I'd suggest that a photograph, just like a piece of music, has to affect the viewer in some way to be "successful" and there are many different ways in which the viewer can react. "That's beautiful" is just as valid as "we must do something about this". Some powerful photographs are to do a job rather than just look pretty.

Think of the music for the shower scene in "Psycho". On its own, it's just hardly beautiful, but the shower scene would be a lot weaker without it.
ade_mcfade Plus
11 15.2k 216 England
1 Sep 2013 10:36AM
I'm looking forward to Jools' links - ready for a bit of education - never stop learning Smile
joolsb 10 27.1k 38 Switzerland
1 Sep 2013 10:48AM

Quote:can you post links 10 examples to - be interested to see what a "thought provoking" landscape looks like


Hah, thought I'd be pulled up on that. OK, then (some 'names', some not and a couple of amateurs):

1. Edward Burtynsky
2. Thomas Struth
3. Robert Adams
4. Nadav Kander
5. David Ward
6. Harry Cory Wright
7. Hans Strand
8. Jan Töve
9. Mike Stacey
10. Al Brydon

(Any bias towards film-based work is unintentional. It's the image that counts.)
JJGEE 10 6.5k 18 England
1 Sep 2013 10:54AM
Why am I not surprised to see David Ward in jools' list Wink
ade_mcfade Plus
11 15.2k 216 England
1 Sep 2013 11:18AM
Is Jools really David Ward in disguise?

Genuinely interesting collection - some I get, others, like the Stonehenge shot, I'm a bit puzzled by.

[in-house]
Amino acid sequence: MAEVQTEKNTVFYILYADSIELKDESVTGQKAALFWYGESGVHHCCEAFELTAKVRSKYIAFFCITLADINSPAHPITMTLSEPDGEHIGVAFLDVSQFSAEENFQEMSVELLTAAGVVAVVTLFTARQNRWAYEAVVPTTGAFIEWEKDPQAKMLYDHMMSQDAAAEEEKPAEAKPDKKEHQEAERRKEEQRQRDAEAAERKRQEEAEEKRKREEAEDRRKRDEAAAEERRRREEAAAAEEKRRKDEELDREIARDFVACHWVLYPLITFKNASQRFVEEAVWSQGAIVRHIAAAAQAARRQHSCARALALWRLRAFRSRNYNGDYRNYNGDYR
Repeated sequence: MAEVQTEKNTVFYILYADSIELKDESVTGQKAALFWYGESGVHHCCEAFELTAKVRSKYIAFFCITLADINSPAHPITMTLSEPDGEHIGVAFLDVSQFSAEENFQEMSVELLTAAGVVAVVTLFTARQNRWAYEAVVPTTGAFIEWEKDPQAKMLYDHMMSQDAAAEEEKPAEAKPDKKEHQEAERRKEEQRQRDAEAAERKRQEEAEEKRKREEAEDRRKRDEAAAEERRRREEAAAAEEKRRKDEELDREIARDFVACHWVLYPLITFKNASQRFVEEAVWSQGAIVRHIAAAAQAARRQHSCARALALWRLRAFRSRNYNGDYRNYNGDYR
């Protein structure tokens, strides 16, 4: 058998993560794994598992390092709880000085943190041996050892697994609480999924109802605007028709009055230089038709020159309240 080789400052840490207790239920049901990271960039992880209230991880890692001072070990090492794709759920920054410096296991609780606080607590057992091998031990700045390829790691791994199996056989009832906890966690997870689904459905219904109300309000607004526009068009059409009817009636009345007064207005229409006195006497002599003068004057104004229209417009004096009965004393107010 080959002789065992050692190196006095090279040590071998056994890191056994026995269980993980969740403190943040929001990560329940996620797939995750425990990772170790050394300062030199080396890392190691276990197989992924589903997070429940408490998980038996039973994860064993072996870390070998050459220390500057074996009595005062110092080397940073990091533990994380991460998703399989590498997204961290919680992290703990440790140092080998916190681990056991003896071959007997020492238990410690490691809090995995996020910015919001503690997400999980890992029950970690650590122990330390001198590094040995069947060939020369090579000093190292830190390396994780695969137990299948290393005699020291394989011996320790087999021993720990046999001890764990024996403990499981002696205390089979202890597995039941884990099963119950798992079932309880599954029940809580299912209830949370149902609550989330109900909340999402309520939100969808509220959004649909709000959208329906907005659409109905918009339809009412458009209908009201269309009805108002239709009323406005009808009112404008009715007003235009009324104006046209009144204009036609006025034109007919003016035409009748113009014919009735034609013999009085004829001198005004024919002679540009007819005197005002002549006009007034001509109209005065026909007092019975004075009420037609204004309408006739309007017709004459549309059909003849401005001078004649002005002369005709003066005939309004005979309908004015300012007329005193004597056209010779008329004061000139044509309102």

I love Yosemite and El Capitan - easily sold on that one Wink

Right - best go open my own exhibition in Leeds..... landscapes, oh the irony Wink
pulsar69 11 1.6k 6 United Kingdom
1 Sep 2013 11:22AM
I felt the same when viewing that list and have to say a lot of it was just plain rubbish , taking a photo of something uninteresting and turning it black and white expecting it to be any different just beats me lol, thats not art its a lack of imagination.

Heres a link to the sort of photos i find inspirational ( you may have to be a google+ er to see it tho )
https://plus.google.com/u/0/communities/109933143164651576714
joolsb 10 27.1k 38 Switzerland
1 Sep 2013 11:45AM

Quote:I felt the same when viewing that list and have to say a lot of it was just plain rubbish , taking a photo of something uninteresting and turning it black and white expecting it to be any different just beats me lol, thats not art its a lack of imagination.


There were examples of 'thought provoking' work so you don't necessarily have to like the images. The Robert Adams shot you were referring to (quite a famous image and shot on b+w before the days of 'turning it black and white', btw) shows the encroachment of Man into what was once wilderness. Admittedly, you might have to look at some of the photographs for longer than it takes to say "that's rubbish!" and instead think why someone thought the subject to be worthy of a photograph in the first place.


Quote:Heres a link to the sort of photos i find inspirational ( you may have to be a google+ er to see it tho )
https://plus.google.com/u/0/communities/109933143164651576714



Quite a mixed bag, there. Some are ugly and over-processed, a small number are interesting but most are simply pretty pictures. Instantly appealing but little meat to sustain further viewing. A bit like a Big Mac, really. Smile
joolsb 10 27.1k 38 Switzerland
1 Sep 2013 11:47AM

Quote:Is Jools really David Ward in disguise?


No comment. Wink
Coleslaw 9 13.4k 28 Wales
1 Sep 2013 12:08PM
The only thing that is thought provoking about that list is why some people think they are thought provoking. A bit like some called a toilet seat in Tate Modern - art.
Smile
SlowSong Plus
6 5.1k 29 England
1 Sep 2013 12:41PM
I look at pictures and each one provokes a thought. What that thought might be is either I like it, I don't like it or I'm indifferent.
Smile